Tell us about the car you're trying to build that will break the 1,000 mph record.
Breedlove: It's been designed. I have a one-tenth scale model of it completed. We need to raise the funding to construct the car. The English are well along on the project to, do 1,000 miles an hour. Essentially that's their stated goal, which has really raised the bar as far as the land speed record is concerned. The current record is 763 and it's currently held by Andy Green of Great Britain, and Richard Noble, who built the last car that Andy drove for England. He's building this new car called the Bloodhound and it's designed from their standpoint to do 1,000 miles an hour.
What I did was just take a look at the engineering problems that confronted us to do just that and came up with a design that I feel will be superior to what the English are doing. They're backed by the British government, the Royal Air Force and the army of Great Britain.
It's been a project that's been nine years in development, so we're kind of playing catch-up. I feel it's going to take us 24 months to build the car, finish the computational fluid dynamics study and get into construction. I have my own shop here in Rio Vista, California, so we have the facility to build the car.
In the beginning before you broke any records, how did you get access to a jet engine?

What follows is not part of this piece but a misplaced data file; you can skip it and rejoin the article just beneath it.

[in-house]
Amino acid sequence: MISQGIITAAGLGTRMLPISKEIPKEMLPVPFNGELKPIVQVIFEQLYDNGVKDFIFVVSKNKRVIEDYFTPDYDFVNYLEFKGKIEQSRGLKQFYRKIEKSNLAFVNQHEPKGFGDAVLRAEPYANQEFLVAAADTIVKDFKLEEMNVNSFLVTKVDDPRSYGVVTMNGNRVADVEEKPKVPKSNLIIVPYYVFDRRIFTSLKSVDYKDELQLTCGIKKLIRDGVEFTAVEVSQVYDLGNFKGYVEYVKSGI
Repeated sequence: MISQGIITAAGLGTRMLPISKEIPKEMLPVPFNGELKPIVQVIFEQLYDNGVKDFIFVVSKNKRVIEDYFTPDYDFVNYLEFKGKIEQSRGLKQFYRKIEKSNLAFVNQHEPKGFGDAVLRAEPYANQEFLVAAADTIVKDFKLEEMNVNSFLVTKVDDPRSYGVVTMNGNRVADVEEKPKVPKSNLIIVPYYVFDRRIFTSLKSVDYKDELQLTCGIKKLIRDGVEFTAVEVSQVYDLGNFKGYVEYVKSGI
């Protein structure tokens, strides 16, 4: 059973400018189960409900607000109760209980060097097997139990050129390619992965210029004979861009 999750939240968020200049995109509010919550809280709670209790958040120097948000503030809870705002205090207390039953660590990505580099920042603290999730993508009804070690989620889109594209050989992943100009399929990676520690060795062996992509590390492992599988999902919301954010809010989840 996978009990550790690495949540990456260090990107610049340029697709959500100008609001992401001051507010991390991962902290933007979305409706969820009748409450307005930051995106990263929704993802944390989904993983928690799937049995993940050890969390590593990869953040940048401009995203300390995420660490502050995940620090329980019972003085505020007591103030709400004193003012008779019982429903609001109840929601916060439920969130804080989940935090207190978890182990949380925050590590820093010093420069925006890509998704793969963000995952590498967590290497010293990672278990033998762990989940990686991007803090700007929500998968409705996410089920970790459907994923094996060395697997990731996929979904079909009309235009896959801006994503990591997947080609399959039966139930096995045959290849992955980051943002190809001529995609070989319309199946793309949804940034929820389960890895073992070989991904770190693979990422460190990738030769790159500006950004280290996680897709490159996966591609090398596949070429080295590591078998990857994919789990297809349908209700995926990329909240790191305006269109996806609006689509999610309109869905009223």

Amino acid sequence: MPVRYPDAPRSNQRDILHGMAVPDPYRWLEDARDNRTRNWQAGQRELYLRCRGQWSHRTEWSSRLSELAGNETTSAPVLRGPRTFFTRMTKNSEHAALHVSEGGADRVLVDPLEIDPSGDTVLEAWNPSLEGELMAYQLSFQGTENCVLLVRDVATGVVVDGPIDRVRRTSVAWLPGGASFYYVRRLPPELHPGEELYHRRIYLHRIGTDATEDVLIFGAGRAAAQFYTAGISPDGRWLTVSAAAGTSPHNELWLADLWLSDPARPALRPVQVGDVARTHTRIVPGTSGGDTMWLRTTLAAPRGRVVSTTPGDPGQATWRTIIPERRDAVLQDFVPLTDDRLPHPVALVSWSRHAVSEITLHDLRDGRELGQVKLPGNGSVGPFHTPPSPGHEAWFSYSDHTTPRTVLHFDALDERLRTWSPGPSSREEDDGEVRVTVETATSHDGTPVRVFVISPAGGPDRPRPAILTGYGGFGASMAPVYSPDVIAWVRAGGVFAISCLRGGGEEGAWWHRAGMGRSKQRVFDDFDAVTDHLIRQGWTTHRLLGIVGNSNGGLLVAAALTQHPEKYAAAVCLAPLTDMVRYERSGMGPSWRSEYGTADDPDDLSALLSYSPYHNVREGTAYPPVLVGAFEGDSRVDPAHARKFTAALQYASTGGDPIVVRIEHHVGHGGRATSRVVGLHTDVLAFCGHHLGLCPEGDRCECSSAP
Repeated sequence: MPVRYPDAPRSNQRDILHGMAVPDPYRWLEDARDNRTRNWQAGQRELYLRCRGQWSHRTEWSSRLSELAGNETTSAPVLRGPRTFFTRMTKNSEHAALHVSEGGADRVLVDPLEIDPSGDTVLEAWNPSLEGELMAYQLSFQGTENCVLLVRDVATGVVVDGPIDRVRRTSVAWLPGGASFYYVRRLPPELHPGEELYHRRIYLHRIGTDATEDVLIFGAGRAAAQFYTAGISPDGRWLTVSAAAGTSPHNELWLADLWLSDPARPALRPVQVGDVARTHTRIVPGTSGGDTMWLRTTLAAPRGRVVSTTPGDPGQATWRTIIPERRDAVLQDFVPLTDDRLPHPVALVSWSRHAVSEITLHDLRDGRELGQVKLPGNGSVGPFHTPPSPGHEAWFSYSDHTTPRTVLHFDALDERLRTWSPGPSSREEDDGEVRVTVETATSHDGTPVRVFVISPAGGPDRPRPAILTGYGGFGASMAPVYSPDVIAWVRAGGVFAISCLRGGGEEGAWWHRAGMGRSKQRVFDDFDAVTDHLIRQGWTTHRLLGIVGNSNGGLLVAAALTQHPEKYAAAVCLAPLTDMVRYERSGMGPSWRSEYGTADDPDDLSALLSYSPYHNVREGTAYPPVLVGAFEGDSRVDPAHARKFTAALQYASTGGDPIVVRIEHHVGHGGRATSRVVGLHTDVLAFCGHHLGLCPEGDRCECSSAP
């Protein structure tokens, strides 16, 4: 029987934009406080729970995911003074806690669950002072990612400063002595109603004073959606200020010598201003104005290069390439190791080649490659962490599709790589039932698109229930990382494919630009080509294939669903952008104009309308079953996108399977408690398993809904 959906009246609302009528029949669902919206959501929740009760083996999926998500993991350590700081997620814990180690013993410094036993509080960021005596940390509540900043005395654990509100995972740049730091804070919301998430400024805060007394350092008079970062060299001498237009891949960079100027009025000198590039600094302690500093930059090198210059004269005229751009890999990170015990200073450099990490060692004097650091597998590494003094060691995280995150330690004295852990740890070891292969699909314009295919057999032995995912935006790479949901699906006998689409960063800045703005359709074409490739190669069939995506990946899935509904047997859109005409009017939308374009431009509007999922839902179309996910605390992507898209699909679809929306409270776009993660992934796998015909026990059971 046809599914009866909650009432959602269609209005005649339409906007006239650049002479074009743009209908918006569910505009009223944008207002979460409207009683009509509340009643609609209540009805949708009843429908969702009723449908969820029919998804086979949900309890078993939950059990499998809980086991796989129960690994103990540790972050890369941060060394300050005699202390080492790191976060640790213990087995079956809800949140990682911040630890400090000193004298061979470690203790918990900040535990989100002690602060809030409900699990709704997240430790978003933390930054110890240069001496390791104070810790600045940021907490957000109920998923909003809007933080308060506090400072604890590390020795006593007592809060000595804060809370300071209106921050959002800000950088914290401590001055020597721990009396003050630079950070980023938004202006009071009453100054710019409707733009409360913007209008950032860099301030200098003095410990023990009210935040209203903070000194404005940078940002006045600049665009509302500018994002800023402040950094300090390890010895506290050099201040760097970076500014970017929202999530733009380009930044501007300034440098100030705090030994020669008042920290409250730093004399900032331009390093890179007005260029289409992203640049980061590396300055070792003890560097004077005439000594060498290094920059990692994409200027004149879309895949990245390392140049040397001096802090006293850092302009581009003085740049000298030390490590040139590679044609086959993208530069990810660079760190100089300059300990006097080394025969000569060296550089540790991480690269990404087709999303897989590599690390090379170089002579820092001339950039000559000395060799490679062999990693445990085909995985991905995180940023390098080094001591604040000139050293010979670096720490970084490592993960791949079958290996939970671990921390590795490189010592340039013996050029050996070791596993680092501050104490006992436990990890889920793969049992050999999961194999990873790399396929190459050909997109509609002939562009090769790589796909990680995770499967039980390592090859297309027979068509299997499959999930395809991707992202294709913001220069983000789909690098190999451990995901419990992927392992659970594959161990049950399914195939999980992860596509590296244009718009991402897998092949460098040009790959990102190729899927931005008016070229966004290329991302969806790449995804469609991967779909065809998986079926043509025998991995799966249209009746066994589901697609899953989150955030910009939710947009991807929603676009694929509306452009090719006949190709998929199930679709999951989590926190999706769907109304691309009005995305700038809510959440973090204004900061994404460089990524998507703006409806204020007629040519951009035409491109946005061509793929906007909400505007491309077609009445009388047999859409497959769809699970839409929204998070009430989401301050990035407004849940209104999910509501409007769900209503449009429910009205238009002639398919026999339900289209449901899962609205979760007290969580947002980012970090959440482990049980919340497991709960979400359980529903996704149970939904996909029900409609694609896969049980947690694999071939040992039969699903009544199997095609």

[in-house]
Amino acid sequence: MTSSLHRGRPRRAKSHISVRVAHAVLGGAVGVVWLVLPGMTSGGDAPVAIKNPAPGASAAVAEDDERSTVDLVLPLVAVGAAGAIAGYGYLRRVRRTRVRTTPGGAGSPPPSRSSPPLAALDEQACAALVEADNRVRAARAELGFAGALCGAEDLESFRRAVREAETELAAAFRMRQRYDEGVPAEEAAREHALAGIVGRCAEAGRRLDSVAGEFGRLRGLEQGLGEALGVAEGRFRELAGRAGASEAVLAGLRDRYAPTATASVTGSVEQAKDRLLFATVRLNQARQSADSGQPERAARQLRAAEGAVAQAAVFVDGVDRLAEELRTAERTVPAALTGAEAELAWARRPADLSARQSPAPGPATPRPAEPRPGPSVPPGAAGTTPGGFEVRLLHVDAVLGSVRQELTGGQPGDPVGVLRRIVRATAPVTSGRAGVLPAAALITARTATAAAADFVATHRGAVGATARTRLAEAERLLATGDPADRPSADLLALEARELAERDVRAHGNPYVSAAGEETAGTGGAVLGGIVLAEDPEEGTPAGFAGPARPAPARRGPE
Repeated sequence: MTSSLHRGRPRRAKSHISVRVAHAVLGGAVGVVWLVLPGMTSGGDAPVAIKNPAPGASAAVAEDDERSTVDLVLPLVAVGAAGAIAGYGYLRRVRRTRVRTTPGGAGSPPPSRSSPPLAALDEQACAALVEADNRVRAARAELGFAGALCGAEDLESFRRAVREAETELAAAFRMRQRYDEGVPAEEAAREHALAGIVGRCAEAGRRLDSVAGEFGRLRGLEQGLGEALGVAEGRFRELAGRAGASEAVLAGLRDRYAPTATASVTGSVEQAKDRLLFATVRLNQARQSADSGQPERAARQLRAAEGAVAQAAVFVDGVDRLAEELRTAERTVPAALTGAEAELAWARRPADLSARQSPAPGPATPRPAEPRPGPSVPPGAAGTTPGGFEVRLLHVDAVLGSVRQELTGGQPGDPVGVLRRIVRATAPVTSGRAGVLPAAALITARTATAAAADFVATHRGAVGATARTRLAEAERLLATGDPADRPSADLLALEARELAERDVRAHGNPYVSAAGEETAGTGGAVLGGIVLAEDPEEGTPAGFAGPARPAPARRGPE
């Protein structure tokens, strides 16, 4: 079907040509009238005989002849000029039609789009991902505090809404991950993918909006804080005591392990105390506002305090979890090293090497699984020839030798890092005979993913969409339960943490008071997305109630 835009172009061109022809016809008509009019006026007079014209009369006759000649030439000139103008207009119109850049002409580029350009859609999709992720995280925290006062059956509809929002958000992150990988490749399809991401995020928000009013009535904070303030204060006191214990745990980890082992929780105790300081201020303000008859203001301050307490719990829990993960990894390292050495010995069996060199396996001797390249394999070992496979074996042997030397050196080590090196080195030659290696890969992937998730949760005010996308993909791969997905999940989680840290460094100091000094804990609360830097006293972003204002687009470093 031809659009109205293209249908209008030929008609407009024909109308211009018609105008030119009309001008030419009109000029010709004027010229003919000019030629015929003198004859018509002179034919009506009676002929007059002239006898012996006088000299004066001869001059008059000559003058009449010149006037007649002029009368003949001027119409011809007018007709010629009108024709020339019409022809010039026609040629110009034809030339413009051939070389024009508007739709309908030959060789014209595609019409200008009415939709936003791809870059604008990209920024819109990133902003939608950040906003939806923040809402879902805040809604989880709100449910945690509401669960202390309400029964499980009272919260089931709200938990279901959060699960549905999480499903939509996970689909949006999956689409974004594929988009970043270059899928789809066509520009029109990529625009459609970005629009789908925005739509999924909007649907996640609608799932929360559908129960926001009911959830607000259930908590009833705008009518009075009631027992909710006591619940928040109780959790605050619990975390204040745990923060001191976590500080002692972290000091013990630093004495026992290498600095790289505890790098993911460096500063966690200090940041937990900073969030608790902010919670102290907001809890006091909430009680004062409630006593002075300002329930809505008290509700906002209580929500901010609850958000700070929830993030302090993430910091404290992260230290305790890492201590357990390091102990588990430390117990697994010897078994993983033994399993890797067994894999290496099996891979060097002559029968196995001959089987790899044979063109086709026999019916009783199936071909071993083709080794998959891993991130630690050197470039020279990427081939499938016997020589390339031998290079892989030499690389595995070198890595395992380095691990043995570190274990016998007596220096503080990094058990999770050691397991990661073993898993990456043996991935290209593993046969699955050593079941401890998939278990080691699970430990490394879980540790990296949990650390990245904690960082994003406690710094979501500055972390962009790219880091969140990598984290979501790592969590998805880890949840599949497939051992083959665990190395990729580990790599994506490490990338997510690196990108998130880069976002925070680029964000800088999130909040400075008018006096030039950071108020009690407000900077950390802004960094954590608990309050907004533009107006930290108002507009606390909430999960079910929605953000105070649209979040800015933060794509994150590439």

Breedlove: As hot rodders, we used to visit all of the war surplus outlets in California to get nuts and bolts, and various parts from airplanes that were in these facilities because they were being sold off surplus and it was cheap. We could get some pretty expensive hardware for good prices. Right at the end of the Korean War, there were a number of J47 jet engines that came on to the surplus market, and there was a company called Aeromotive on Alameda Boulevard in Los Angeles that had purchased about 400 of these engines surplus out of the Korean War.
I talked to the president of Aeromotive and they were scrapping them out and separating the various types of exotic metals that were in the jet engine, and selling the proceeds from that in scrap metal value. They estimated that they were getting about $500 worth of scrap metal out of each engine, and I have no idea what they paid for them surplus from the government, but in any case, I asked them if it would be possible for me to buy one at the scrap metal value, and they would not have to take it all apart.
They thought that was a good offer and agreed to sell me a J47 engine from Aeromotive Equipment, so that's how I acquired the first jet engine, which ended up in the first Spirit of America car.
Is there anything else that you'd like to share with us?
Breedlove: I'm very pleased to work with Shinola, and I think timing is such an important part of the unlimited world speed record. This watch creates a nice connection and we'll see what the future brings. I'm very happy to do this initial project and look forward to a nice future with Shinola.